Research has found evidence for recent contamination of Lake Como, northern Italy, with chemicals banned in the EU since the 1970s. Levels of DDT and PCBs in sediment, aquatic microorganisms and fish were examined. The results suggest glacial meltwater as a source for renewed DDT contamination and show recent contamination of fish above safe levels. The findings demonstrate the need for continued monitoring of persistent organic pollutants in European waters.
Recent DDT and PCB contamination in the sediment and biota of the Como Bay (Lake Como, Italy), ScienceDirect, doi:10.1016/j.scitotenv.2015.10.099.
Como lake image by Jim.
Due to its peculiar geographical and morphological characteristics, Lake Como (Northern Italy) represents an interesting study-case for investigating the sub-basin scale circulation of persistent organic pollutants (POPs) that, despite being banned since the 1970s, have reached surprisingly high concentrations in some southern alpine lakes as a consequence of their release from melting glaciers in recent years. In particular, the Como Bay, which is located in the city of Como, seems noteworthy because its waters have a longer residence time than the other areas of the lake.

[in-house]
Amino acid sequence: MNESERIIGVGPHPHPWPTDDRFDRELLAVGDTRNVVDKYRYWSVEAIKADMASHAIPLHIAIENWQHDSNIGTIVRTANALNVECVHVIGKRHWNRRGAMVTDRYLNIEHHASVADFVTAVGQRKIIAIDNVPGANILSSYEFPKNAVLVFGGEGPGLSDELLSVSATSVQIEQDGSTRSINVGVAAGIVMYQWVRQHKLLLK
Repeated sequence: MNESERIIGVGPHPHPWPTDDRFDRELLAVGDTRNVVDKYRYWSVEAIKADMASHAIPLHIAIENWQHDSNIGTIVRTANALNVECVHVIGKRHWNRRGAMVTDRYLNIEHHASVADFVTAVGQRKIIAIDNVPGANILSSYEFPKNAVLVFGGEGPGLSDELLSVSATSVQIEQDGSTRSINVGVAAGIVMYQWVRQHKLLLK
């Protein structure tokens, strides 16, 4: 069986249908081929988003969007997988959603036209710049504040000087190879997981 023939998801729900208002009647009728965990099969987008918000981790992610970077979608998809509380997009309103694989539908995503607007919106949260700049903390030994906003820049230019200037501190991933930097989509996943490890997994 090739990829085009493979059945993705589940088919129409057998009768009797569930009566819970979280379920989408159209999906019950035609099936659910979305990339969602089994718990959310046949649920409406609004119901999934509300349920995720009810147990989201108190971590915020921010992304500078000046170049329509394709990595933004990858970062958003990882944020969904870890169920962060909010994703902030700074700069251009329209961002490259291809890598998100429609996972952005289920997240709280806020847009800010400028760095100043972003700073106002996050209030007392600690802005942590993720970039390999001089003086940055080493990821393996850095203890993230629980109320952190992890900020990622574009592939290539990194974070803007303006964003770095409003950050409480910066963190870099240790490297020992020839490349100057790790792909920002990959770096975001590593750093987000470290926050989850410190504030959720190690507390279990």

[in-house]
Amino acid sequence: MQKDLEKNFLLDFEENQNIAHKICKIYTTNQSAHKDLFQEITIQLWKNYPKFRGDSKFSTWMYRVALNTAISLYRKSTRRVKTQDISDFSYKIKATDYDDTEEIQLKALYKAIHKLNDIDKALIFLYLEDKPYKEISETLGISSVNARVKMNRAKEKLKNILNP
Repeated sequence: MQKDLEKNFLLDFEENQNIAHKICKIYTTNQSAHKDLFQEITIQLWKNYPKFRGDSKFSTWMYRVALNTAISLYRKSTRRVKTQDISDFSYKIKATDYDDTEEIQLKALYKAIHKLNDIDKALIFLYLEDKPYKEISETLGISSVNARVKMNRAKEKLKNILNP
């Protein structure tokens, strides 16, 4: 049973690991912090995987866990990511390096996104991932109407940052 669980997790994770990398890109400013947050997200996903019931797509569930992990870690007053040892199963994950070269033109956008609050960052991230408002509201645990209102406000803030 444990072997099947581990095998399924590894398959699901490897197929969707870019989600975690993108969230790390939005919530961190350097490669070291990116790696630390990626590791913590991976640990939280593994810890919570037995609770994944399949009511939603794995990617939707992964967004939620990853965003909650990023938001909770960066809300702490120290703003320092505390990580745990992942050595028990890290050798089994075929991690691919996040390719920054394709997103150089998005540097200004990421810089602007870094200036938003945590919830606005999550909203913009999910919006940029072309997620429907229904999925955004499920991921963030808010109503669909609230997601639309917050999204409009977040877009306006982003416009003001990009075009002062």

The analyses of the historical concentration of PCBs, pp′DDT and its metabolites in a sediment core sampled from the Como Bay covering a time-period from their ban to recent times, showed that the DDTs have never experienced a significant (p < 0.05) decrease over time, with concentrations of the most abundant homologue, pp′DDE, ranging from 27 to 75 ng g− 1 d.w. Conversely PCBs significantly (p < 0.05) decreased towards recent times, reaching concentrations around 80 ng g− 1 d.w. The contribution of high altitude and local sources was recorded also in the food web: both zooplankton and the zooplanktivorous fish agone were mainly contaminated by pp′DDE (81.4 ng g− 1 w.w. and 534.6 ng g− 1 w.w. respectively) and by the PCB metabolite hexa-CB (449.7 ng g− 1 w.w. and 1672.1 ng g− 1 w.w. respectively). The DDT concentrations in the agone (sampled during the years 2006–2009) never exceeded the limits for human consumption in Italy, while concentrations of six selected PCBs exceeded human health advisory recommendations in one of the fish samples analysed, when it was approximately two times higher than the recommended value of 125 ng g− 1.